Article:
Most users now have a three-monitor set-up-a console monitor that shows the patient information and two diagnostic displays, explained Brian Cote, medical team leader at EIZO Inc. “We are even seeing more customers going to a five-monitor configuration, one console display and four diagnostic monitors.” Having this layout allows the radiologists to see previous images and additional cross-sectional images, he added.

Screen size is also important to minimize the amount of zooming required to read images.

“You don’t want to do a lot of zooming or panning, because this adds to the time it takes to read the images,” said Domogalla. “The size of the screen is really optimal for the image acquisition, so you can see the image at full 1:1 scale and not need to zoom in or pan in in order to see the kind of detail you need.”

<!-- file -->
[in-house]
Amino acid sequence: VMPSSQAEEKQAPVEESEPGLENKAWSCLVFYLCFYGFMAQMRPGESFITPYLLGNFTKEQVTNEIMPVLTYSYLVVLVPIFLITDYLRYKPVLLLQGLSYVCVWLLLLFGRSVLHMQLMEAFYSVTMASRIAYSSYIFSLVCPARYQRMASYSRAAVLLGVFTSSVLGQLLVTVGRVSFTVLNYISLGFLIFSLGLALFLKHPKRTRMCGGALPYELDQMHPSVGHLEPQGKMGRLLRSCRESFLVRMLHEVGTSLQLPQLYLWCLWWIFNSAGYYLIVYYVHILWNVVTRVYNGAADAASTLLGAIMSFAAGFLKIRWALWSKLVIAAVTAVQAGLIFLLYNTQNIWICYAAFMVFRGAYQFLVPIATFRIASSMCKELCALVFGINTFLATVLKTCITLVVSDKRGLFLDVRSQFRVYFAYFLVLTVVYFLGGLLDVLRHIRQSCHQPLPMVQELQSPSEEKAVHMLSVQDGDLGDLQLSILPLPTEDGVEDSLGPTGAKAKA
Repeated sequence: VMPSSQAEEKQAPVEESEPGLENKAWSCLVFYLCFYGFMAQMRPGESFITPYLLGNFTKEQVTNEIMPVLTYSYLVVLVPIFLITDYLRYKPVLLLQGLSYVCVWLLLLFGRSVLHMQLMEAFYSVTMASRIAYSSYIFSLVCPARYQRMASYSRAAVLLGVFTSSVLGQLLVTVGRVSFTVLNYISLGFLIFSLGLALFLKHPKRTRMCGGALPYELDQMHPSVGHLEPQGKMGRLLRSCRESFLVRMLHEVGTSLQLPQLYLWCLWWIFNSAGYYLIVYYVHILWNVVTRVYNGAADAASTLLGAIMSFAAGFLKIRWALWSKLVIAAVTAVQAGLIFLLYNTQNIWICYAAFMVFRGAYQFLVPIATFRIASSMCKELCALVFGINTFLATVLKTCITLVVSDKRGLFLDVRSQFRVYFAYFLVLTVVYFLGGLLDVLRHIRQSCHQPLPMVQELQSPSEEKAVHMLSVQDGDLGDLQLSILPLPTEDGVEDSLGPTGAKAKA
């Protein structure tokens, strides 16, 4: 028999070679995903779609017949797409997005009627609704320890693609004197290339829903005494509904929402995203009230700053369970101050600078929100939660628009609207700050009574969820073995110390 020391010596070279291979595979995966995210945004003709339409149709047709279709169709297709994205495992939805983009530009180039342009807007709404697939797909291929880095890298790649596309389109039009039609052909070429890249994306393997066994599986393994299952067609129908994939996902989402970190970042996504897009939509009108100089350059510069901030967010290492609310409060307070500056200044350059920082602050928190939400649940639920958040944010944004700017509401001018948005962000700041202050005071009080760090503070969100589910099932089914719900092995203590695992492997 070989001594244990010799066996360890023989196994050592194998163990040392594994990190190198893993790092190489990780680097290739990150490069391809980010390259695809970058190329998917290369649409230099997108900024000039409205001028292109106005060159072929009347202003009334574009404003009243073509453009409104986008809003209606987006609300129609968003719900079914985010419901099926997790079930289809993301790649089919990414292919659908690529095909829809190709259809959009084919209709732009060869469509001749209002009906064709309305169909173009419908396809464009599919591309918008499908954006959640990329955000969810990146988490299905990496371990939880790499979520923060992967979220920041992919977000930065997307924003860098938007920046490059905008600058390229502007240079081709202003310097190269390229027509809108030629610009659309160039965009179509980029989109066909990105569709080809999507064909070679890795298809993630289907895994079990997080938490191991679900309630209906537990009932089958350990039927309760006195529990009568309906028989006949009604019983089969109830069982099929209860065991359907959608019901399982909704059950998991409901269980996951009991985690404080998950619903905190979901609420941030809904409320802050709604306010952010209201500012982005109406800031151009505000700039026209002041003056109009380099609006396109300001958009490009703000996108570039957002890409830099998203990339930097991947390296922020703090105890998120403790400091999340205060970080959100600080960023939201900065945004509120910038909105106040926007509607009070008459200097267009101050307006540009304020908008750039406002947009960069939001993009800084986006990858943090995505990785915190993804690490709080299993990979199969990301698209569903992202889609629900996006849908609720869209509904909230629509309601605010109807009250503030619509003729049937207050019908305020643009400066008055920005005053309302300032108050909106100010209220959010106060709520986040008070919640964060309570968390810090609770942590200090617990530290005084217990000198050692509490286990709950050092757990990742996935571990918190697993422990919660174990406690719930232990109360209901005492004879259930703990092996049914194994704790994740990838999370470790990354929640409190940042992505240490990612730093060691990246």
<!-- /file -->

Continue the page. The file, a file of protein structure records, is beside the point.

The megapixel (MP) choice in purchasing depends mostly on the monitor’s use. While many facilities are buying 2 or 3 MP monitors, if the unit will be used for mammography, it must be at least 5 MPs, per FDA rules. The higher the pixel number, the less panning you will have to do, explained Marshall.

“You’re going to do less panning with a 3 MP than with a 2 MP because the 2 has fewer pixels and shows less data on the screen. Six and 8 MP, even 10 MP, are now available on the market. From a practical perspective, maybe those are out of reach of most budgets,” Marshall said.

The higher 5 MP screens used for mammography allow the monitors to show the node density of the breast. The 2 or 3 MP monitors are suited for applications such as ultrasound, MRI and X-ray.

Color versus Monochrome (grayscale)